14. Eh, we all work for rewards! I love what I do of a career, but if it didn’t come with a paycheck, I doubt I would run out and do it everyday. I figure it’s part of life to worn for a reward. If it bothers you, once you’ve gotten going, start making her work for 2 weeks for a book eventually.

    [Reply]

  15. I think we all work for rewards. While I love my career, I am motivated by the paycheck I receive and feel certain I wouldn’t rush out to do it without the paycheck at the end. If it bothers you, once you get started you could stretch it out to 2 weeks in between book purchases.

    [Reply]

  16. Okay, now what about this (hypothetically): let’s say you really talk up the whole “pass the Monday” quiz thing. Talk it up BIG TIME. And then let’s say, she heeds your words and actually passes the test.
    Then you could act all completely happy and say, “Look! Because you passed the test and have no homework we now have time to go to the bookstore and just look around!” Then you get there and while browsing perhaps you buy a book (not as a reward, just because books are awesome.)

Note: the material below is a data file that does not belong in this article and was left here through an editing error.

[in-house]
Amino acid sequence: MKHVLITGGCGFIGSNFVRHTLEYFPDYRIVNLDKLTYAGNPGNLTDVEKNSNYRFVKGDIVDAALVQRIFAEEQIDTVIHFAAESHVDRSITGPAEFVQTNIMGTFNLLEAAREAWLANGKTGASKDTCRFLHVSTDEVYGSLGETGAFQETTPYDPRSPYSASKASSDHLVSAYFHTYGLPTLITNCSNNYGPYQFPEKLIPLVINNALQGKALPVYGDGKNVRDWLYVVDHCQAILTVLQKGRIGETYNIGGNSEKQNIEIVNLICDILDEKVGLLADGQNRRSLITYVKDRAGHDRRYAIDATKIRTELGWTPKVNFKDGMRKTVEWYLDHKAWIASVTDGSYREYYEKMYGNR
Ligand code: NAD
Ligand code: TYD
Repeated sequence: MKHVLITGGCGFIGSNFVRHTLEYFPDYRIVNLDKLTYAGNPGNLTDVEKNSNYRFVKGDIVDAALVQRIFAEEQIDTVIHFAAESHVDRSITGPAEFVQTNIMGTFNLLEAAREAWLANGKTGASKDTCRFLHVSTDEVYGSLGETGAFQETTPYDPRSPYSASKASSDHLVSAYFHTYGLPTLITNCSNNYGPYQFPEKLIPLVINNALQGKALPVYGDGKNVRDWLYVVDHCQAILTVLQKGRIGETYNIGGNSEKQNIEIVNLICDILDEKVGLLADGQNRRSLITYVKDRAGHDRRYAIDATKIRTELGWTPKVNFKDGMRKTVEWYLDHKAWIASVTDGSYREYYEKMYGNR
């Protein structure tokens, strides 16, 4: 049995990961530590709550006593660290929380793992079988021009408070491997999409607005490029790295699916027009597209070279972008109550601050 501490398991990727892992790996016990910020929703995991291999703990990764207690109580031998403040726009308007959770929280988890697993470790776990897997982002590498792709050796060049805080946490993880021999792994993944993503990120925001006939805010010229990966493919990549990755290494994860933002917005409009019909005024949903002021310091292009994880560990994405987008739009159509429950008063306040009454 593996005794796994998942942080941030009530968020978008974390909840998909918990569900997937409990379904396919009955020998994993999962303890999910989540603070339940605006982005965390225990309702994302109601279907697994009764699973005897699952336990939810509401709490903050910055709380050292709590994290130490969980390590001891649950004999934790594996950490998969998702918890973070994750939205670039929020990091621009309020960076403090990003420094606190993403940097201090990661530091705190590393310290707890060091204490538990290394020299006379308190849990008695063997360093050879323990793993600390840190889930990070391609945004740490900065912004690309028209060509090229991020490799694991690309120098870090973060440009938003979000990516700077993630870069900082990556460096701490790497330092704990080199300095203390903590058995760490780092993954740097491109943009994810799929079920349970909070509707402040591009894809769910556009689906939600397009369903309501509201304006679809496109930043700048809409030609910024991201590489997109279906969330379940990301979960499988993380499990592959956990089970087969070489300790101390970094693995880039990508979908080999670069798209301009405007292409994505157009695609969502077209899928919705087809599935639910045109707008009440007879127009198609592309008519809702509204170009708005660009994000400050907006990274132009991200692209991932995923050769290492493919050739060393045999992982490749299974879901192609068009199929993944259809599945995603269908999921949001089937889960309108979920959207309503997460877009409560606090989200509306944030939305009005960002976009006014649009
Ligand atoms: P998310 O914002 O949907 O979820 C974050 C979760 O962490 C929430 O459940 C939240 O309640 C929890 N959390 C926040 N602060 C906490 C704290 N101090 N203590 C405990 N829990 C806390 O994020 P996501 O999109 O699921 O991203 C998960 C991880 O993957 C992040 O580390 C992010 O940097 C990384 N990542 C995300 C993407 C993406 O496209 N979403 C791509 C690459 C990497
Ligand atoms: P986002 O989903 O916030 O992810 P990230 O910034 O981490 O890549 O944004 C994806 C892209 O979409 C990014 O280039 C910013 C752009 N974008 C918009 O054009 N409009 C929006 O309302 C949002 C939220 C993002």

So there are no promises that this is going to happen every time, no commitments, just lots of positive excitement.
    Ami recently posted..It was the best of times, it was the most oppressive of times.

    [Reply]

    Emily Reply:

    this is why I’m friends with you. Totally brilliant. Doing this (as soon as she passes that dang test…)

    [Reply]

  17. Hi Emily,
    Long time fan, first time commenter. :)
    I’m a teacher and I see nothing wrong with “encouraging” your friend to get her daughter to pass the test. The teacher probably doesn’t like grading all of the homework anyway, and study skills are much more beneficial than homework (busy work parent work).
    I’m curious about the test, though. Are you willing to share more about that? I’m interested what the teacher does. Ask your friend. ;)

    [Reply]

    Emoly Reply:

    @Emoly, I spelled my name wrong. :( I’m Emily also!

    [Reply]

Speak Your Mind

*

CommentLuv badge